From here we launch into the film's climax, with Paco, the evil businessman and his men, the police, and some truckers all jumping into the mix.  I won't spoil the ending, but I will say the filmmakers did go for a bit of a cliche ending, which disappoints me when I watch a b-movie.  Not that it was bad, because the evil businessman has a big laser.  Big laser!!

Alright, so maybe you'd still like to see Man of Steel after reading this; I'm going to watch Superman's latest flick when I get the chance, so I can't blame you for that.  But if I haven't enticed you to check out Hands of Steel with the mention of cyborgs, arm wrestling truckers, and a big laser, then I don't even know what you're doing reading this, man.  You can check it out here if you can't find a copy of it on a cheapo DVD set like I did.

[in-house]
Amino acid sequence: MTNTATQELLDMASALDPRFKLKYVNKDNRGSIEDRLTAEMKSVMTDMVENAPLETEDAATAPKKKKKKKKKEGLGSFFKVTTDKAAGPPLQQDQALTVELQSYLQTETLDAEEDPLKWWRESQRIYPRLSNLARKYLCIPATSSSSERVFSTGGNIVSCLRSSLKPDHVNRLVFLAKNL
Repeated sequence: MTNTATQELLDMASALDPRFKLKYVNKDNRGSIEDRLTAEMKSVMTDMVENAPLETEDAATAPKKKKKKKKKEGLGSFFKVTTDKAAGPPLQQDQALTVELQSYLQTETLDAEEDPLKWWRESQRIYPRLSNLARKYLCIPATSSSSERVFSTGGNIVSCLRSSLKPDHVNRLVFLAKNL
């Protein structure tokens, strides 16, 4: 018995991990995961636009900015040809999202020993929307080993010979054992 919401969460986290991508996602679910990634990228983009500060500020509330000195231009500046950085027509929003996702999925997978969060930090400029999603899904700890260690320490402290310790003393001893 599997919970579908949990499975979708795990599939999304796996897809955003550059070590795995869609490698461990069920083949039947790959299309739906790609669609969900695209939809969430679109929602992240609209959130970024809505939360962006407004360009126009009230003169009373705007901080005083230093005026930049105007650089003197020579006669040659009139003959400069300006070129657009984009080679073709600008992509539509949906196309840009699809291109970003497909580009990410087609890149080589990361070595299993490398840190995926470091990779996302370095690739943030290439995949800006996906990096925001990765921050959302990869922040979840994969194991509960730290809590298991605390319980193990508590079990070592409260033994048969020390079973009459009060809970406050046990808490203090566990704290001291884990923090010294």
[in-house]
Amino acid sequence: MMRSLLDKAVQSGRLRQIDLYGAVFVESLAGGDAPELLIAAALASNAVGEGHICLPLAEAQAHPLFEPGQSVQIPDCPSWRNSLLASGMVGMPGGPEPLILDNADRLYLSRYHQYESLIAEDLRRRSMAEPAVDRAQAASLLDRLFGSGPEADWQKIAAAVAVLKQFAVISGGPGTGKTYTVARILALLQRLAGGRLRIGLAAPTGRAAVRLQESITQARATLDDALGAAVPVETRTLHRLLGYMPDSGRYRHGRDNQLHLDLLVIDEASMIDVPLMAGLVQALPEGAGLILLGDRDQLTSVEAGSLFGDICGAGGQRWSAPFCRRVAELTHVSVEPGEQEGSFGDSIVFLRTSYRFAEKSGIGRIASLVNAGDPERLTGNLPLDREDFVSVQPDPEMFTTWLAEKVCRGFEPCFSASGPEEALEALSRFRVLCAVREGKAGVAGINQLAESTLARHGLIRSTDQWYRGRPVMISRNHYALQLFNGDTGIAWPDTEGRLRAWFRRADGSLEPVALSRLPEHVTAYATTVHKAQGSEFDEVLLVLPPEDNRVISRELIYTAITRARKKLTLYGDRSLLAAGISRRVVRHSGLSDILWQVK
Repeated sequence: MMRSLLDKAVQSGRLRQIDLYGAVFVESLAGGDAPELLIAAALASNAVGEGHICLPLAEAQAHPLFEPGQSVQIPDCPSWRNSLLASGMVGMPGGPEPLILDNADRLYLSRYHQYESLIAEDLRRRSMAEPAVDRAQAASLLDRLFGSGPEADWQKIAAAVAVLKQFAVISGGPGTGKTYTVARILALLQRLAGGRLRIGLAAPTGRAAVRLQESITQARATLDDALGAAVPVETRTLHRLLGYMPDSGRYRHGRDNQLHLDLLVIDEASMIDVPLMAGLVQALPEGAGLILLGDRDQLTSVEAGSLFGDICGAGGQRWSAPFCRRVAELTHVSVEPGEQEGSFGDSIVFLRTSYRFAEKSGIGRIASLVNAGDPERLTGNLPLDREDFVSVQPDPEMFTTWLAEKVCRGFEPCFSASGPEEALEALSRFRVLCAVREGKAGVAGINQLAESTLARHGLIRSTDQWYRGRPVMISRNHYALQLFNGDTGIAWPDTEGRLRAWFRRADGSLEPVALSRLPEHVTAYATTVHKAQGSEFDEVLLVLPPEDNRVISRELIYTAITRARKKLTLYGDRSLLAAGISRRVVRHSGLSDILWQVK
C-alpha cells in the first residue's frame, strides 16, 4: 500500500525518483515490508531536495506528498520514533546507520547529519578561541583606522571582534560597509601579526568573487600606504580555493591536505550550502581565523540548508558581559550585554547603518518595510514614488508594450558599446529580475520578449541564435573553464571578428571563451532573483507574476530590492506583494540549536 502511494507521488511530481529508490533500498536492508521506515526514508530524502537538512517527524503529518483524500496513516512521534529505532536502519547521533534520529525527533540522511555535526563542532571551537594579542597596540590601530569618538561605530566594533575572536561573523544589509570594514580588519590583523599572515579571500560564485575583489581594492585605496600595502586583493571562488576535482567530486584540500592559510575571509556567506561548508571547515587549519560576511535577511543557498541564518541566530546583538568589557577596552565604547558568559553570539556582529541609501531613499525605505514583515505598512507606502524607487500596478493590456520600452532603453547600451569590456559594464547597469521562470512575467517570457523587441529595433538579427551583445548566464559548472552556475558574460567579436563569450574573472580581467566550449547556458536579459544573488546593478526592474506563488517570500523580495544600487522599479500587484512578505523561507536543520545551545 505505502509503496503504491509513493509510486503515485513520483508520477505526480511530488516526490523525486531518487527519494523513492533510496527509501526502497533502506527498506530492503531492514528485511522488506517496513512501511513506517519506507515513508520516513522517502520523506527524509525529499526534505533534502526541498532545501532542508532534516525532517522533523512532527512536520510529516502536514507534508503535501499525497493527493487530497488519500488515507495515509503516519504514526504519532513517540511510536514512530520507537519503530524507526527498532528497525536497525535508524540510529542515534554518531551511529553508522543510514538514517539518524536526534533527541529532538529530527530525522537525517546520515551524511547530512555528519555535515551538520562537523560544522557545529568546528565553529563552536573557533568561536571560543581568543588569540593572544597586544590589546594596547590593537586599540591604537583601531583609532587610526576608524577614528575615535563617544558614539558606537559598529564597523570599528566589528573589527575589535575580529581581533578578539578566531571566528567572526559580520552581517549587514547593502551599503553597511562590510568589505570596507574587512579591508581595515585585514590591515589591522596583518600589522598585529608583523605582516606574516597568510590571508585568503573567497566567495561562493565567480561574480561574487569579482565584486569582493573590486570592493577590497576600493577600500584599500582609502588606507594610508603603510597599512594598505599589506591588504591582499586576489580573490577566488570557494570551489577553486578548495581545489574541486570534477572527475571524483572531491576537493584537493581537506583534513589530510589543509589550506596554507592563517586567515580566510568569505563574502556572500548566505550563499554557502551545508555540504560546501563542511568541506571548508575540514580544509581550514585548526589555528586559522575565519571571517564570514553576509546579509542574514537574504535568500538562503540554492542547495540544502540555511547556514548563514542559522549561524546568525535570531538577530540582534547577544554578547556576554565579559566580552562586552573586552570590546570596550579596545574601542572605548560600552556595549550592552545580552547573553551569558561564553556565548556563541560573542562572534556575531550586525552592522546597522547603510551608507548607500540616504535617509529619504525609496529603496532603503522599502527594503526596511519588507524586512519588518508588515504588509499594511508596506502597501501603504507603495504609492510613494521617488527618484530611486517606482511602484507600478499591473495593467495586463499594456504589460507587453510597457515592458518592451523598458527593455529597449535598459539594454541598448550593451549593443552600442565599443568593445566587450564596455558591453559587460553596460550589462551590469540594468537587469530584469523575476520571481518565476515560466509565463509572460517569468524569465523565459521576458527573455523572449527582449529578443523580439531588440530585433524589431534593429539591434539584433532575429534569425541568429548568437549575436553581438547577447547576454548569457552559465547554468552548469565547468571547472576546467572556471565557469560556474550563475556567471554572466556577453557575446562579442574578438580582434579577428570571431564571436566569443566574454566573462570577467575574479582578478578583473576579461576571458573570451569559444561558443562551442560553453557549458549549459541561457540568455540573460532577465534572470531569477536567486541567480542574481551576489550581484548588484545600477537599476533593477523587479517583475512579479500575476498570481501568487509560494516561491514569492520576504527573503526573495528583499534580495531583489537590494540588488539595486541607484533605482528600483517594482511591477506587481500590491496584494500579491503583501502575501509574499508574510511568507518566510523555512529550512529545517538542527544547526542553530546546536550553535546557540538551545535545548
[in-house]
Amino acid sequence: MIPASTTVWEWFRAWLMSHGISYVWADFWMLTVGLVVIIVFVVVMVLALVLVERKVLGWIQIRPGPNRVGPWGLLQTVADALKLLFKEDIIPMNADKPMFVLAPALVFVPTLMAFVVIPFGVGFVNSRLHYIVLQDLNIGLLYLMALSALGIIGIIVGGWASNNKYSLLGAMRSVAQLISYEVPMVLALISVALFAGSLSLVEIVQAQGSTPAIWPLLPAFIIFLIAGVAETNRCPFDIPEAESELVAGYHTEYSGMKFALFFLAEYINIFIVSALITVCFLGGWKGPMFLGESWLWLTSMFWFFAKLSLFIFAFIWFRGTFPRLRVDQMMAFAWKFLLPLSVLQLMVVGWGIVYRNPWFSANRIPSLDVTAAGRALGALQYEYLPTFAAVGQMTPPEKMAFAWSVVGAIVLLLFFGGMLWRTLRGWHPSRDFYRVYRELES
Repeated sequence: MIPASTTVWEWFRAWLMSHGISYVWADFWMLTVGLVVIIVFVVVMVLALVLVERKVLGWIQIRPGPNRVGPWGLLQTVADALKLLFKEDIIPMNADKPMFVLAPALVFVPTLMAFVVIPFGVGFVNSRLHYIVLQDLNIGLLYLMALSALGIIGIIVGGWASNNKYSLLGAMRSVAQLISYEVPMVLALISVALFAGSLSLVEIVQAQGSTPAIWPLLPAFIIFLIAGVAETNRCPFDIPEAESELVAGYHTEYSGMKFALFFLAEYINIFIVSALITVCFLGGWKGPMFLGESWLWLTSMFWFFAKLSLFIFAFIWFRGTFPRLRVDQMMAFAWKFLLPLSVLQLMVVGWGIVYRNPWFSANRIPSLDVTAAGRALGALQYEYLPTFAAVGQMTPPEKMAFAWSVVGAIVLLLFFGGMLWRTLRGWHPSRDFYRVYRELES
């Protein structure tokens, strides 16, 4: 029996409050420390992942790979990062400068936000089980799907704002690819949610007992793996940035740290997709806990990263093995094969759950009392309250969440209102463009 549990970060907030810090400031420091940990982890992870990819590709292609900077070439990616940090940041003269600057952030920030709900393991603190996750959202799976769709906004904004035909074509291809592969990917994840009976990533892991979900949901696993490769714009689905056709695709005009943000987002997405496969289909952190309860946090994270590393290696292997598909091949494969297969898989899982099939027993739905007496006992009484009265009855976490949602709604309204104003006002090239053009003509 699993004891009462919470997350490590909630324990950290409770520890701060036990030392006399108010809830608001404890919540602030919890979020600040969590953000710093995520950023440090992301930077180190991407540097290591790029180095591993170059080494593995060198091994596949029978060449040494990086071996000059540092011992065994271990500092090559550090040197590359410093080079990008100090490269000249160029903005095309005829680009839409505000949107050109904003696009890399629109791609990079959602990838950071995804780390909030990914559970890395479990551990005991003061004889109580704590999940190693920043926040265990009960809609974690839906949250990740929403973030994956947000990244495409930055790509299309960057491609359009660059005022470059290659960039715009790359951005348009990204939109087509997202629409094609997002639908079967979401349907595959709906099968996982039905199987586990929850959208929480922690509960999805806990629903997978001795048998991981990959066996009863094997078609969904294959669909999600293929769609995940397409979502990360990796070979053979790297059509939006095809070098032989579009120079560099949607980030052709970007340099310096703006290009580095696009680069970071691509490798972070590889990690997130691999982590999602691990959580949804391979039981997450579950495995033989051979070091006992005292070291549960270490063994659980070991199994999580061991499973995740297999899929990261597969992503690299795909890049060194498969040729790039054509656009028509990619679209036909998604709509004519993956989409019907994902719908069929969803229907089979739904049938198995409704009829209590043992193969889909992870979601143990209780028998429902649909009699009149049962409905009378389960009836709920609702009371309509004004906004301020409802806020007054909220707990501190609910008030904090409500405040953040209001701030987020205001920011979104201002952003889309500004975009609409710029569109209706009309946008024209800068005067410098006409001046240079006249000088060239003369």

Maybe Man of Steel has better special effects, a better story, and better actors, but when any of my friends have talked about the movie I haven't heard any mention of a scene where a cyborg and a human arm wrestle over a glass case with a deadly snake in it.  No, sir or ma'am, you'll need to watch Hands of Steel for that.